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In between his early forays into electoral politics and his eventual tenure as mayor of Burlington, Vermont, Bernie Sanders was still very politically active — but not as a politician. During the late ’70s, he was something of a filmmaker. A year after his last attempt to run for governor of Vermont as the Liberty Union Party candidate, he founded essentially an independent production company, the American People’s Historical Society. If he continues to hold on as the Democratic frontrunner for this year’s presidential election, Sanders just might end up being the US’s first Documentarian-In-Chief.
Out of his own home, Sanders produced simple filmstrips and slideshows intended for educational distribution and exhibition in the region’s schools, focusing on issues and individuals usually overlooked — or intentionally ignored — by the American education system. In a pamphlet from the time, Sanders described his outfit as “a newly formed nonprofit organization producing audio-visual from an alternative point of view.”
The Historical Society’s productions were rather rudimentary. There would be a slideshow of images related to the topic, with a recording to play along; a beep recorded from Sanders’s son’s walkie-talkie signaled when the teacher should move on to the next slide. Sanders voiced all the male roles, while artist Nancy Barnett, his neighbor, recorded the female parts. In a Mother Jones profile on Sanders’s Burlington years, Barnett describes Sanders’s frugal existence at the time as something like the life of a struggling independent filmmaker: “He was living in the back of an old brick building, and when he couldn’t pay the [electric bill], he would take extension cords and run down to the basement and plug them into the landlord’s outlet.” Sanders logged hundreds of miles schlepping across the state, visiting schools and attempting to convince educators to screen his materials.
The APHS made filmstrips on a variety of topics. Their largest-scale production was a half-hour documentary about Sanders’s lifelong political hero, socialist organizer and perennial presidential candidate Eugene V. Debs. Though the original slideshow hasn’t made it to the digital age, the audio recording is available on YouTube, accompanied by a slideshow related to the subject.
In addition to its run on the classroom circuit, Eugene V. Debs: Trade Unionist, Socialist, Revolutionary broadcast on WCAX-TV, Burlington’s CBS affiliate, and eventually on ETV, Vermont’s public television station. Sanders has long been a fierce critic of corporate television; in 1979, he authored an op-ed criticizing commercial television for “attempting to brainwash people into submission and helplessness.” But he also recognized the medium’s revolutionary capabilities: “The potential of television, democratically owned and controlled by the people, is literally beyond comprehension because it is such a relatively new medium and we have no experience with it under democratic control.” Ending corporate control of mass media has been a central tenet of his political platform for decades. In 1994, decades before Disney’s recent spate of cannibalistic acquisitions, he spoke before Congress about his fears concerning the “growing concentration of ownership of mass media.”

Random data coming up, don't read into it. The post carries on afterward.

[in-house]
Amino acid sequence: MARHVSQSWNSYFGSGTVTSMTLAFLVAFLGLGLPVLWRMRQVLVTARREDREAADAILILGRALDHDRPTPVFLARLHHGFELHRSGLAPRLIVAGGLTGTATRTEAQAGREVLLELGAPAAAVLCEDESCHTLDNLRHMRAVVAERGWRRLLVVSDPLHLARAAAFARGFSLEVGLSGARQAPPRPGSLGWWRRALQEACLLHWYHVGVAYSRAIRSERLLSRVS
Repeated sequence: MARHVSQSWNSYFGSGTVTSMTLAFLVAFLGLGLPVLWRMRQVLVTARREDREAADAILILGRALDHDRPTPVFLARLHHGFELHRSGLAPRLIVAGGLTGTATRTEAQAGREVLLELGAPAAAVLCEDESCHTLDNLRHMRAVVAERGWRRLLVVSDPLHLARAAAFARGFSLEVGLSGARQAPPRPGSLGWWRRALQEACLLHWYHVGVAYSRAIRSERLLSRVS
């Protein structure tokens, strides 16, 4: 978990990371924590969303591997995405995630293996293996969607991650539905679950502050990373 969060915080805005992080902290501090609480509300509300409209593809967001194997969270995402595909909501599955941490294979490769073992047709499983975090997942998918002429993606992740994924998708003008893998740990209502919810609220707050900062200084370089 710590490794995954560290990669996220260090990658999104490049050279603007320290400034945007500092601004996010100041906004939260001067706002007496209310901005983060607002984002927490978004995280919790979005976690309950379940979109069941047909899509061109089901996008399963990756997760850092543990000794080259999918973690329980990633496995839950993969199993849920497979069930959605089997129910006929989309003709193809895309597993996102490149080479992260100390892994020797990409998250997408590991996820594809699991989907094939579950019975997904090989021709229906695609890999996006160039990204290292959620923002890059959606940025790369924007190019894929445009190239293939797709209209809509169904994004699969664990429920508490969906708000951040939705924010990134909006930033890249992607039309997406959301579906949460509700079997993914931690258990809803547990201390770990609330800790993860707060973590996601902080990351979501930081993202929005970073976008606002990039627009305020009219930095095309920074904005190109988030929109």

Eugene V. Debs is addressed to younger listeners for whom Debs would only be a footnote in a textbook, if that. It frames him as a lost prophet before explaining how he ended up where he did ideologically. It opens with Debs’s final presidential campaign, conducted in 1920 from prison. If a million people voted for this man while he was behind bars, if more people went to hear him speak than President Taft, then how could history have forgotten him? Sanders contextualizes Debs within the Industrial Revolution and Jim Crow era, explaining his socialism as a response to issues which still resonate today: the exploitation of working people, segregation and violent racism, voting rights, and the suppression of free speech and dissent during World War I.
Sanders had originally contracted Howard Da Silva — an accomplished Broadway star with a long history of playing historical figures onscreen, from Benjamin Franklin in the film version of 1776 to FDR in Larry Cohen’s The Private Files of J. Edgar Hoover — to read for Debs, but the arrangement fell through. Instead, Sanders himself reads the words of Debs, reciting the Midwestern revolutionary’s speeches in his distinctive but anachronistic Brooklyn accent. That lack of star power might have hurt the documentary’s prospects at the time, but it’s more interesting in retrospect, given the momentum of the current movement behind Sanders. Aligning himself so literally with the labor movement’s past constructs a kind of solidarity across time and history.
Eugene V. Debs: Trade Unionist, Socialist, Revolutionary is very much an educational film, stuffed with information about its subject and overflowing with an impassioned perspective, though a little on the dry side. Even then, it clearly expresses what drew Sanders to the words and vision of Debs. It doesn’t just focus on Debs’s struggle, but also emphasizes the positivity and hopefulness of his worldview. For both Debs and Sanders, their vision of a better world is as much defined by good feeling — “beauty, joy, and cooperation” in a quote from Debs — as material necessity.
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